Before sampling. Rinse the area with a little alcohol. This is better than using soap and water, which will wash out some of the water-soluble minerals.
Cut the sample as close to the horse’s skin as possible. This will give you the most up-to-date results. Then cut off all hair that is more than one inch long and throw away the long ends. You only want the “new hair” that is closest to the skin. It will leave a small bald spot, but that will soon fill in, and your horse does not care!
Which lab? The lab must not wash the hair at the laboratory. Washing the hair damages the hair and skews the results. I only recommend Analytical Research Labs at this time for the best lab testing.
Ideal values. The ARL hair analysis ideal values for horses are quite good, in my experience. Here are the current ideal values I use. All measurements are in mg% (milligrams per one hundred grams):
Patterns. Most of the hair analysis patterns for human beings apply to horses, as well.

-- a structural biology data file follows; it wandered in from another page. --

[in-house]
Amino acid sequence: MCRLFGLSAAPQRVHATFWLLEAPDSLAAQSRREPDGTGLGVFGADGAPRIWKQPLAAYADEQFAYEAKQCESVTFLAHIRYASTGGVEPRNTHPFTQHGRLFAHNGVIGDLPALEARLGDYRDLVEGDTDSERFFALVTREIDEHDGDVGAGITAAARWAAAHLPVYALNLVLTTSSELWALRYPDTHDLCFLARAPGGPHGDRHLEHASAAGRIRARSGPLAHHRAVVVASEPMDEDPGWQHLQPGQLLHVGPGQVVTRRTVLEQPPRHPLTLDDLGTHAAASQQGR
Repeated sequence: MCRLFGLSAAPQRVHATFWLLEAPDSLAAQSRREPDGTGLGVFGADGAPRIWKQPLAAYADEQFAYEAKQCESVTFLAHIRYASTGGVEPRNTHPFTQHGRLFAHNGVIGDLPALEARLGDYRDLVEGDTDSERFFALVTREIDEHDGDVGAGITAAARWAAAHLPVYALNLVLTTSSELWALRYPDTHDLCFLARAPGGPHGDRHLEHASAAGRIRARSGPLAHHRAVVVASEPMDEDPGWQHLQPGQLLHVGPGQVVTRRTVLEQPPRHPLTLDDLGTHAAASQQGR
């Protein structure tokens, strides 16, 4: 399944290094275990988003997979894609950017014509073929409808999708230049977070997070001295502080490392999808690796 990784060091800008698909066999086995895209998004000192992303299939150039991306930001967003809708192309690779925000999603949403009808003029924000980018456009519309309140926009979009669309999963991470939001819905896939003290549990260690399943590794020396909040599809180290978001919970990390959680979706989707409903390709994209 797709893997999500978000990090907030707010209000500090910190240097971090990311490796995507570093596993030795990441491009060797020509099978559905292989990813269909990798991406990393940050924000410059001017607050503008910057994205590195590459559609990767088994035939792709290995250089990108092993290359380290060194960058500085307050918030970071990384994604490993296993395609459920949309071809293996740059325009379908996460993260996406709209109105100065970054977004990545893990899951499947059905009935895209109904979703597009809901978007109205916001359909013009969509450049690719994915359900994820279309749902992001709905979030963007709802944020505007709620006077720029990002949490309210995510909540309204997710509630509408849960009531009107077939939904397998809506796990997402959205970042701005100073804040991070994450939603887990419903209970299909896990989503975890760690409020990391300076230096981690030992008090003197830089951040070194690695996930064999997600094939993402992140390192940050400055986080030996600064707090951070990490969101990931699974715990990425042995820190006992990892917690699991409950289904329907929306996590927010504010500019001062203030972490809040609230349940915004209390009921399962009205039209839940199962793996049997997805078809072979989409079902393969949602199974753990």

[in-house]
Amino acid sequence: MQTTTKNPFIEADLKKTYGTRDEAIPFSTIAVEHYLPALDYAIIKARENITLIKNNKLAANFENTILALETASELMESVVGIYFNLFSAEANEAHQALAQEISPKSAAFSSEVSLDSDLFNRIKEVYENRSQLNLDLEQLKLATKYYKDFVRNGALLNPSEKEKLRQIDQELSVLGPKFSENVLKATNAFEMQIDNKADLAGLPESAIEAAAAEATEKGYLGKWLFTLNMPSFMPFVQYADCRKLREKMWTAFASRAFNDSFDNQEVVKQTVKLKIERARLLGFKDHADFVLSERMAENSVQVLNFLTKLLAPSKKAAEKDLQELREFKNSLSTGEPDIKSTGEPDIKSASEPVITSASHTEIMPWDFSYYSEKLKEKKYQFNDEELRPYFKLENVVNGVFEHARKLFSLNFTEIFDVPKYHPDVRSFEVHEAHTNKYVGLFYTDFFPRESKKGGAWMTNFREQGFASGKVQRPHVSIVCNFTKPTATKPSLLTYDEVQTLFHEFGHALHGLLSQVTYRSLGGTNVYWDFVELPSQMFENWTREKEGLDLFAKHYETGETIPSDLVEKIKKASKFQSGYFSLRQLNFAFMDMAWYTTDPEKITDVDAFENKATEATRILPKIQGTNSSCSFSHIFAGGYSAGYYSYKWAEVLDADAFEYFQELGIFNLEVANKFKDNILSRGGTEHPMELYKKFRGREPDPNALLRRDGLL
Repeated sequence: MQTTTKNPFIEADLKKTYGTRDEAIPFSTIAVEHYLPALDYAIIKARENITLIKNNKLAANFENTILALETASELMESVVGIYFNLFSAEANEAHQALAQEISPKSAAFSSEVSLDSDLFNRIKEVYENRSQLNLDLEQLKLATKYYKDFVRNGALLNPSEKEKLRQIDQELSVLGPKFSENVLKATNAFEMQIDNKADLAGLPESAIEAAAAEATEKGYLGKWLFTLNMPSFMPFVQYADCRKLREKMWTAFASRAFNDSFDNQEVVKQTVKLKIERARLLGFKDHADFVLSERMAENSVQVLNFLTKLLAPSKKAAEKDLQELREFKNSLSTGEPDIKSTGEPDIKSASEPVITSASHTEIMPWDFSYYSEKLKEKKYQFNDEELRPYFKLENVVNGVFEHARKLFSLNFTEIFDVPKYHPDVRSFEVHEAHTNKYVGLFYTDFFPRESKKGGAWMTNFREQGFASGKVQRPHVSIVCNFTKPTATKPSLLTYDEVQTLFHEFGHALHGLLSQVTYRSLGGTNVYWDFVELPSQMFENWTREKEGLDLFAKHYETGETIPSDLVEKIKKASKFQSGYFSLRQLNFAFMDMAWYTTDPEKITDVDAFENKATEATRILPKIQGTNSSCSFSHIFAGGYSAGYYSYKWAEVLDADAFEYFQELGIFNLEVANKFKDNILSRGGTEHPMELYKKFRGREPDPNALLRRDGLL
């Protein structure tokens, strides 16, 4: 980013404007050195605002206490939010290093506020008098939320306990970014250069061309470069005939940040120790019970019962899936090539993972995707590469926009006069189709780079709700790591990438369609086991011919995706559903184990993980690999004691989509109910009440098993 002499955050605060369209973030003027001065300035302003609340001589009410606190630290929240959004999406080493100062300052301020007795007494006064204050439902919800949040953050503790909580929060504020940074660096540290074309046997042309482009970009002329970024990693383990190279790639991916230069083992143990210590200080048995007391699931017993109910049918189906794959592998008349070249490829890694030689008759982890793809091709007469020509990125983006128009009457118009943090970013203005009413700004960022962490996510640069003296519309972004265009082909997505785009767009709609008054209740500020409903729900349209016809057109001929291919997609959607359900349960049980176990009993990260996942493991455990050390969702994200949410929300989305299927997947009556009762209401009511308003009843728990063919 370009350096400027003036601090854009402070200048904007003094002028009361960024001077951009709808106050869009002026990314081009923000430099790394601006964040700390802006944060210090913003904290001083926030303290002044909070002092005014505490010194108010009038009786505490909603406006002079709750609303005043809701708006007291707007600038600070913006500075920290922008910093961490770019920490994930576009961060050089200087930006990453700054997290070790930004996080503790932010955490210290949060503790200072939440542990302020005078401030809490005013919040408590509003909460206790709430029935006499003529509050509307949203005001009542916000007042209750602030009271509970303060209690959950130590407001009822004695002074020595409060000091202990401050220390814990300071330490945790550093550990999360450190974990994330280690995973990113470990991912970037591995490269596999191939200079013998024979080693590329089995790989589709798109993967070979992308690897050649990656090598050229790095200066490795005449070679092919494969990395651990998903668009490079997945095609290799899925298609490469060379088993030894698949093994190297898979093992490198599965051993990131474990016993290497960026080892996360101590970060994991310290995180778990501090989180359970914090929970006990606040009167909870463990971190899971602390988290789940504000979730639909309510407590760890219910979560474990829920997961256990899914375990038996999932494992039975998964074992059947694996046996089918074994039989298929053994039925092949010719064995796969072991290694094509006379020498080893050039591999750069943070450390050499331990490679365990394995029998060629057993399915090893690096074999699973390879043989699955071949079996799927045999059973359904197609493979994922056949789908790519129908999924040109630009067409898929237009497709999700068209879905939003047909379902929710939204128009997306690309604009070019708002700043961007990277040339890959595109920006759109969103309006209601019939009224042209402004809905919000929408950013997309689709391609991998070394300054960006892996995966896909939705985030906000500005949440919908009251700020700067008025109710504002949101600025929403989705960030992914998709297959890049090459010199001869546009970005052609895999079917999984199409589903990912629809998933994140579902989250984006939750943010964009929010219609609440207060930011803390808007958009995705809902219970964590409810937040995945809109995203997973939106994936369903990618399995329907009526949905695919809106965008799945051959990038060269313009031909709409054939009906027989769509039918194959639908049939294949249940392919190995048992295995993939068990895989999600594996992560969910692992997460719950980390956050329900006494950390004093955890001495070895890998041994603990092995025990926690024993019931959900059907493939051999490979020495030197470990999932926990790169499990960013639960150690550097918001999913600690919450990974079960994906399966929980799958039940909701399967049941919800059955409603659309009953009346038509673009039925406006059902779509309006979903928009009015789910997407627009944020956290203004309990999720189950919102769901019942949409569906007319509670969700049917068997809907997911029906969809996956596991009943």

Different ratio ideals. Use the visual patterns for interpretation, because the ratios, of course, are different than for human beings.
Other hair analysis notes. Horses are unlike most animals in that they can be fast oxidizers, slow oxidizers, or they can live in a four lows pattern. (Most other animals are either fast or slow oxidizers, but are rarely in a four lows pattern).
Veterinarians. Horses do not like to complain. However, please keep the vets away, if possible. Too many are drug-happy and shot-happy.
A horse on a nutritional balancing program should not develop a lot of disease, and should not require vaccines at all. It also should not need de-worming with toxic products. A little garlic may be needed for this purpose, and this is all.
Horseshoes. Most horses like horseshoes. Find someone knowledgeable to put them on and check them occasionally for breaks, loose nails and the like.
Other articles on this website about animals are: